Ama Dablam of Nepal, Mountains, Travel Destinations
There are a number of absolutely breathtaking mountains in the Himalayas of eastern Nepal but Ama Dablam is undoubtedly one of the most beautiful. This stunning mountain is crowned by two different peaks. The higher or ‘main peak’ is 6 812 m (22 349 ft) high while the lower peak is 5 563 m (18 251 ft) high. Because of the mountain's beauty it receives a lot of attention from visitors who often consider it to be the most beautiful mountain in the region. Appropriately the name ‘Ama Dablam’ means ‘Mother of Pearl Necklace’ which is not only a reference to the two peaks and the mountain's beauty, but also to the perennial hanging glacier which can be found on this breath-taking mountain.
The summit of Ama Dablam is generally encrusted with snow and ice, so anyone wishing to climb it should definitely keep this in mind. The mountain was first climbed in 1961 and many others have attempted to climb it since. Most people will start their climb by ascending the southwest ridge, stopping at three camps along the way. The third camp is situated perilously right below the glacier. However, this is usually not a problem since any ice coming off the glacier usually makes its way away from the camp. The climb is certainly not an easy one and climbers should ensure that they get a climbing permit and book a liaison officer to travel with them before trying to climb the peak. Of course, thorough training in mountain climbing is also a must and climbers must have a high level of fitness. The best time to climb Ama Dablam is during the months of April and May as well as September and October when the weather is most favorable.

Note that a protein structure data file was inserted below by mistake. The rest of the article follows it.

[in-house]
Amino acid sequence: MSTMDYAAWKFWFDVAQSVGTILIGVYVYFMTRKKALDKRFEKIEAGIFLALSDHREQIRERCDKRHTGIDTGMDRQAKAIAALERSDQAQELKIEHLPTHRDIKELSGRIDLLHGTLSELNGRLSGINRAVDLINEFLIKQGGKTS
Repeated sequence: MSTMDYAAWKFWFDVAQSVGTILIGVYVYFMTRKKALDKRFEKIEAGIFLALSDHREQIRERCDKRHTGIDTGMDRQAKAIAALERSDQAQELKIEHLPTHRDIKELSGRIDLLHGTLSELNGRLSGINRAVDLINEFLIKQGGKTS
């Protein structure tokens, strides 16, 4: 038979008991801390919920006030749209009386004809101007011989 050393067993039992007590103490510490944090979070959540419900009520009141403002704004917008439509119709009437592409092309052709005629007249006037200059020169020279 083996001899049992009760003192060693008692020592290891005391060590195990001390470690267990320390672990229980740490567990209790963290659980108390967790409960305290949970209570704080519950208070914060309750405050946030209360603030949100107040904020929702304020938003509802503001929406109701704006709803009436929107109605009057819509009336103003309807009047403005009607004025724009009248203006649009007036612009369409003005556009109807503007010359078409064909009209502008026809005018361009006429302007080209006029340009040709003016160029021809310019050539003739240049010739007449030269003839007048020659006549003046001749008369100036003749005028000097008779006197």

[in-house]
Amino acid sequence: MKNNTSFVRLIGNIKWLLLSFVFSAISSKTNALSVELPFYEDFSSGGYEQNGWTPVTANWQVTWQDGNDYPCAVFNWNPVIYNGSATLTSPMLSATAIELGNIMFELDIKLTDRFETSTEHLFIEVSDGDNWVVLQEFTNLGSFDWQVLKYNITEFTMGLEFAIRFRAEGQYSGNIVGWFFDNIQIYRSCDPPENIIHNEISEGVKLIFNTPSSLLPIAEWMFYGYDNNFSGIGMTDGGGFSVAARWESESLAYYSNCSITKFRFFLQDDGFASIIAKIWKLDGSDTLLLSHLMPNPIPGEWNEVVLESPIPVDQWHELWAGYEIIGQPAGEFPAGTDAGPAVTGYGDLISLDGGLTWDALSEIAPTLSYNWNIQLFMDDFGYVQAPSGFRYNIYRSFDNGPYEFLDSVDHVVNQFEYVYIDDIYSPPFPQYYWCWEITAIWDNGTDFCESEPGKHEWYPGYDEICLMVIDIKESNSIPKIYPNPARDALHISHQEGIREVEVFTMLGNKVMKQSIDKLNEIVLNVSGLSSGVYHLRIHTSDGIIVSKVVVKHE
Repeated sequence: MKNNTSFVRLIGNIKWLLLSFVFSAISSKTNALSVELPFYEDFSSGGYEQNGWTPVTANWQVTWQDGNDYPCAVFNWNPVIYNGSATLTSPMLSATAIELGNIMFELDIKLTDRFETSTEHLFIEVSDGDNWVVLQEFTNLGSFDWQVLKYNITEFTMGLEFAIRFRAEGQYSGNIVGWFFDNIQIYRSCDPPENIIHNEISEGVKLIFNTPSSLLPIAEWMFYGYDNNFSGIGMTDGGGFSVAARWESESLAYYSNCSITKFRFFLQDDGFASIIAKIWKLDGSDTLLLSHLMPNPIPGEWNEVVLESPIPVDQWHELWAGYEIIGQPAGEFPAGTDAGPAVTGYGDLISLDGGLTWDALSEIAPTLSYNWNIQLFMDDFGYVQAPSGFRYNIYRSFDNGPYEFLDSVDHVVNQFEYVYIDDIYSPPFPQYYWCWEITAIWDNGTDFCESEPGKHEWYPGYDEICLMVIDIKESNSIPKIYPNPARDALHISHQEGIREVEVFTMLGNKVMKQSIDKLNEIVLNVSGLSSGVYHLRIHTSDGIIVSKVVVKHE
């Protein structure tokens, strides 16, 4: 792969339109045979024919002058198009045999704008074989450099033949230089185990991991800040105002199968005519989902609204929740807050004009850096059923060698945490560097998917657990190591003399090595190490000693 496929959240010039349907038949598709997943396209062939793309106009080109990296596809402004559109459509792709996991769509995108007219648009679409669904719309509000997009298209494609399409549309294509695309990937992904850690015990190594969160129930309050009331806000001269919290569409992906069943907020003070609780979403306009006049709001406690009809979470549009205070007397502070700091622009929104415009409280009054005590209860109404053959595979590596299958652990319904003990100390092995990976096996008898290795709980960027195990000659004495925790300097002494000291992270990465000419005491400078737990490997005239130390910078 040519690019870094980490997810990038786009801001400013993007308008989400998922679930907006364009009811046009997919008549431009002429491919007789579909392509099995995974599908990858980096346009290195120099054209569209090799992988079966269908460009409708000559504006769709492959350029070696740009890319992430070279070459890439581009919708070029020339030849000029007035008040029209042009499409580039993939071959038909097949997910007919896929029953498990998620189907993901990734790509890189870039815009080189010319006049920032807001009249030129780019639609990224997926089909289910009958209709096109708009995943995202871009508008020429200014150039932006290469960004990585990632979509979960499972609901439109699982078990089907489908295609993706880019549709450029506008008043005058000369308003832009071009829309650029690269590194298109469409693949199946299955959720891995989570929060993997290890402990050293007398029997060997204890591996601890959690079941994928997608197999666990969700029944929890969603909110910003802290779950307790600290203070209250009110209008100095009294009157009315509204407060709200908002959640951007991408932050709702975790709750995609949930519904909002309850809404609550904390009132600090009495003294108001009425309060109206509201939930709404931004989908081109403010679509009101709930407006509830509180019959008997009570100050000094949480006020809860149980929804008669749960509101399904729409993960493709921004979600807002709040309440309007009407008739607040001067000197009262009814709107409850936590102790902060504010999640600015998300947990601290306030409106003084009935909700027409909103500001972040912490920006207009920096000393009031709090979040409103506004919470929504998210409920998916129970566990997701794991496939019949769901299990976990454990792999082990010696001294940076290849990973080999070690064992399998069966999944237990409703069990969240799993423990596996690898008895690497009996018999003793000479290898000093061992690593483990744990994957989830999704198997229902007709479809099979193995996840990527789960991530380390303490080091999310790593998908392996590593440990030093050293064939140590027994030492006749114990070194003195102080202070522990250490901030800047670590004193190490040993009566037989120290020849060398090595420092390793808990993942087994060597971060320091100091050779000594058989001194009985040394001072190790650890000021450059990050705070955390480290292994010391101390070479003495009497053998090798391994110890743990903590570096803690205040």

For those who get a little squeamish at the thought of an avalanche rolling down on them, it is wise to keep in mind that a particularly devastating avalanche has occurred on Ama Dablam before. It happened late at night on the 13th of November 2006 when a large piece of the hanging glacier broke off sending debris crashing through Camp 3. The avalanche killed all six climbers stationed at the camp, sweeping away anything and everything in its path. While this is not a common occurrence, the fact that it has happened once means that it could easily happen again. However, it is unlikely that it will happen any time soon and those working in the area will likely be more alert to avoiding catastrophes such as this one in the future.